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Tang Prize laureate calls for more sustainable development efforts

2014/09/18 15:32:44

Taipei, Sept. 18 (CNA) Former Norwegian Prime Minister Gro Harlem Brundtland, who was awarded the first Tang Prize in Sustainable Development Thursday, called for more efforts to be made in sustainable development.

People who inhabit the planet today "must be responsible not only for present but also for all future generations," Bruntland said during her acceptance speech in Taipei after receiving the medal and diploma from President Ma Ying-jeou.

People now are facing challenges such as climate change, energy shortages, emerging disease, clashes of cultures and ideas and shifting world orders, while the ability to chart urgent and necessary change has been desperately lacking, she said.

"As nation states, we are not able so far to be wise enough and farsighted enough to do what is needed," the 75-year-old recipient added.

[Former Norwegian Prime Minister Gro Harlem Brundtland (left) receives her Tang Prize certificate from President Ma Ying-jeou. CNA photo Sept. 18, 2014]

In order to achieve sustainability, every citizen of the global community "must now rise to the challenge, seek the common good, irrespective of where we happen to live on our one planet," Brundtland urged.

"I feel humbled and grateful to be part of these wider efforts for the future of humanity on a fair, safe and secure planet," she said.

As the only female recipient of the first-ever Tang Prize, Brundtland also expressed hope that there will be more female recipients in the future, showing that women and men all have the same potential.

Brundtland, the "godmother of sustainable development," chaired the World Commission on Environment and Development (WCED) from 1984 to 1987. The WCED, also referred to as the Brundtland Commission in recognition of her leadership, coined the term "sustainable development" in a landmark report in 1987 titled "Our Common Future."

The 1987 "Brundtland Report" by the WCED laid the groundwork for the 1992 Earth Summit in Rio de Janeiro, Brazil, which produced a global action plan for sustainable development known as Agenda 21 and initiated the United Nations Framework Convention on Climate Change, the lead-up to the 1997 Kyoto Protocol.

The report defined the term "sustainable development" as "development that meets the needs of the present without compromising the ability of future generations to meet their own needs." The concept supports economic and social development while also highlighting the importance of protecting the environment and natural resources.

The report compiled the views of hundreds of experts, scientists, industrialists, government and NGO representatives, and members of the general public, and it continues to have a major impact on UN conferences, including the United Nations Conference on Sustainable Development and Conference of the Parties.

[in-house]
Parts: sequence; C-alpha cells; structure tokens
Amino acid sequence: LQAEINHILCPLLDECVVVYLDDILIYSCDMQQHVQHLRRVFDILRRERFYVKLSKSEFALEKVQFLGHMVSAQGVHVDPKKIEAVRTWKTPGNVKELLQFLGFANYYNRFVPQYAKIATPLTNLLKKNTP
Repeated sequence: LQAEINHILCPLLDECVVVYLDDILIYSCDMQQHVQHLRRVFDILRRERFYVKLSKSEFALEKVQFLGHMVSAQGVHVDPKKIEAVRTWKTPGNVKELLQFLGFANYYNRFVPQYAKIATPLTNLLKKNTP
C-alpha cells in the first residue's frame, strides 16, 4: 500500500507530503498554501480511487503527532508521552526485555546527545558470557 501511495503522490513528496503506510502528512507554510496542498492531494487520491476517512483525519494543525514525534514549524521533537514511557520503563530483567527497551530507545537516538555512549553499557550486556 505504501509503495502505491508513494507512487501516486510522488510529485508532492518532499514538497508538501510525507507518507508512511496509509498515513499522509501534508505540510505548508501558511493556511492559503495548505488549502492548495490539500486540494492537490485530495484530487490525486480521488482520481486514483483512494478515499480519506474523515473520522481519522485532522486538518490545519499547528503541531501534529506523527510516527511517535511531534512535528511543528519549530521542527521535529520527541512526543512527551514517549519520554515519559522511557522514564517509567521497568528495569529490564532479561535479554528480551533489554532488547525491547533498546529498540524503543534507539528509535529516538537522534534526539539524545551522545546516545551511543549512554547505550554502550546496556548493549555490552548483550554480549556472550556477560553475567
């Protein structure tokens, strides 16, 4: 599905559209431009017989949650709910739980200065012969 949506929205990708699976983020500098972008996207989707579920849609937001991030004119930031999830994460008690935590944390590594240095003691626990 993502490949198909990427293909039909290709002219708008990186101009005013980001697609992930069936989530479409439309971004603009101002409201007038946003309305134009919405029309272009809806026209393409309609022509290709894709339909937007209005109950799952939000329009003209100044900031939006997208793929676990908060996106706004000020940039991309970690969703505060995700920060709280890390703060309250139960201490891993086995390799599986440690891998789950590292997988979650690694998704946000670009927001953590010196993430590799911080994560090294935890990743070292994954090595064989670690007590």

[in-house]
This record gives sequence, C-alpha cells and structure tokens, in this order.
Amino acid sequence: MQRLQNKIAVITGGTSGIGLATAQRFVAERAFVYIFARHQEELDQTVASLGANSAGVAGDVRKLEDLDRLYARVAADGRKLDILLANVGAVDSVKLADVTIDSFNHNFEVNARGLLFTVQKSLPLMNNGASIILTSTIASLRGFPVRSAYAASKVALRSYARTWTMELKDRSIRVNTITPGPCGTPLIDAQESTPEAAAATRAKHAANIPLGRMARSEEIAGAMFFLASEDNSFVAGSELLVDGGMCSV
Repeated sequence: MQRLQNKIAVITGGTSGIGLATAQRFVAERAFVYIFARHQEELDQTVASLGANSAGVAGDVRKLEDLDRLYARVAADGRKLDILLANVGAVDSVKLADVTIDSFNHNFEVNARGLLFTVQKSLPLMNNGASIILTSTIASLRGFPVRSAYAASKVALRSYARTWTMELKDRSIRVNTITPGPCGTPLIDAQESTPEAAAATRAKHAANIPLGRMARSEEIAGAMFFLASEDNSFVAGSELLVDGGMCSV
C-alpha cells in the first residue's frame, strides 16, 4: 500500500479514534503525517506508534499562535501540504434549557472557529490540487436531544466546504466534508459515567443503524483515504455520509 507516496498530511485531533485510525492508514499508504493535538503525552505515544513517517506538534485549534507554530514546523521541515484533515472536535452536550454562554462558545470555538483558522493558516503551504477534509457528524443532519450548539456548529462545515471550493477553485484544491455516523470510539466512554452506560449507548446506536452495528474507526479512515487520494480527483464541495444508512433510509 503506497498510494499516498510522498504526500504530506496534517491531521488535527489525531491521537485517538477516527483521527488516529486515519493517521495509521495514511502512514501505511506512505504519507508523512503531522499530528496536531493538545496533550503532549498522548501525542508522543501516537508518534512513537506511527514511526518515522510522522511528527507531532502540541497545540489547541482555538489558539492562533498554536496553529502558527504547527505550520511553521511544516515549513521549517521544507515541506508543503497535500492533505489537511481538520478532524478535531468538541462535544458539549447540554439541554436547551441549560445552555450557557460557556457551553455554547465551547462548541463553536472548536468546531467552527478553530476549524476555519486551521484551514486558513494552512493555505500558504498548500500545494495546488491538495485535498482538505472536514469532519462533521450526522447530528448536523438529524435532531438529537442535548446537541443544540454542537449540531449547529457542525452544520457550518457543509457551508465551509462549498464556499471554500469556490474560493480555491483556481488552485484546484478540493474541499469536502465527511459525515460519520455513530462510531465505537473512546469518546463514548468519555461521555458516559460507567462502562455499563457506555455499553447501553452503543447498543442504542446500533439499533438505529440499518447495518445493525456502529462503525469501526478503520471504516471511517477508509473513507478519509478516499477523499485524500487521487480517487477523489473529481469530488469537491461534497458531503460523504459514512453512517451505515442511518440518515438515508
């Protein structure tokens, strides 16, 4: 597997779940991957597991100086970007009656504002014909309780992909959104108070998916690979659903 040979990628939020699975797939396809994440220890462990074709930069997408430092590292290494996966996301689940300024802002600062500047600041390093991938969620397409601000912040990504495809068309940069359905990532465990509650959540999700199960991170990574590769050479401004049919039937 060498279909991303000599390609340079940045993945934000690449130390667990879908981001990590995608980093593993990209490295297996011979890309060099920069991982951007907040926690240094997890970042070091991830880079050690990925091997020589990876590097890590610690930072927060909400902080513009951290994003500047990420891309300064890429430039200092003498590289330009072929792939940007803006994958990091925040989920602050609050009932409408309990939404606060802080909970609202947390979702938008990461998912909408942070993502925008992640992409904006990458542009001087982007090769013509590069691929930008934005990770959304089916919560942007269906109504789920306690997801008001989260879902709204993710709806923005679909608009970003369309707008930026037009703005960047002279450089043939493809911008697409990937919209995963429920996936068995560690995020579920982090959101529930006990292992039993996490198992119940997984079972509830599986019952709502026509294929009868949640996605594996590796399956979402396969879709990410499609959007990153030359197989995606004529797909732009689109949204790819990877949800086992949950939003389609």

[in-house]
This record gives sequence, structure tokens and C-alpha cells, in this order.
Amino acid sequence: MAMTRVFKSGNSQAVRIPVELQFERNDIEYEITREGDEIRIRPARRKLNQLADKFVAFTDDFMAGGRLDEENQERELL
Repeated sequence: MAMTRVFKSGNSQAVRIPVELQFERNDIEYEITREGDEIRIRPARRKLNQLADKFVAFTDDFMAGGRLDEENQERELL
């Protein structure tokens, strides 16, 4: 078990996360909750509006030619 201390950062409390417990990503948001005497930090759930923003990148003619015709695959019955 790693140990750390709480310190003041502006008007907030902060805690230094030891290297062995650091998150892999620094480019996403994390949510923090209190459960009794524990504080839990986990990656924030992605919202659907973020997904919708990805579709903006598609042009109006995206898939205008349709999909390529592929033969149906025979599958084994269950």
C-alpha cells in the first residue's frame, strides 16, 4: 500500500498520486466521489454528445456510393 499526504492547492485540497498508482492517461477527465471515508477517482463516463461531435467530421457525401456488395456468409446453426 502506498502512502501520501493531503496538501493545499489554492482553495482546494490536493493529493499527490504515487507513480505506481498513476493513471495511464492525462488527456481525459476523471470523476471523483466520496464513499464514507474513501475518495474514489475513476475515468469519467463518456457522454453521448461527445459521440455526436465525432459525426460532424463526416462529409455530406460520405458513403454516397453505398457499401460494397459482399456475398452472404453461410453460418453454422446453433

Born in 1939 in Oslo, Norway, Brundtland graduated with a medical degree from the University of Oslo and a Master's in public health from Harvard University.

She was Norway's Environment Minister from 1974 to 1979 before becoming the first female Prime Minister of Norway -- and the youngest ever -- in 1981.

She later served as the director-general of the World Health Organization from 1998 to 2003, during which time she was credited for helping to prevent the spread of SARS (severe acute respiratory syndrome) and gained recognition for successfully negotiating an agreement on tobacco control.

Brundtland was named a UN Special Envoy on Climate Change from 2007-2010 and was on the UN Secretary-General's High-Level Panel on Global Sustainability from 2010-2012.

She currently serves as deputy chair of The Elders, a group of world leaders brought together in 2007 by late South African president Nelson Mandela to work for peace and human rights.

Tang Prize was established in 2012 by Taiwanese entrepreneur Samuel Yin to honor leading lights from around the world in four fields: sustainable development, biopharmaceutical science, sinology and rule of law.

Winners of the award are selected by panels of judges convened by Academia Sinica, Taiwan's top research institute. The panels comprise prominent researchers and scholars from Taiwan and abroad, including Nobel laureates.

The biennial prize takes its name from the Tang Dynasty (618-907 A.D.), a period considered to be the height of classical Chinese civilization, characterized by liberal policies and robust cultural activity.

(By Christie Chen and James Lee)

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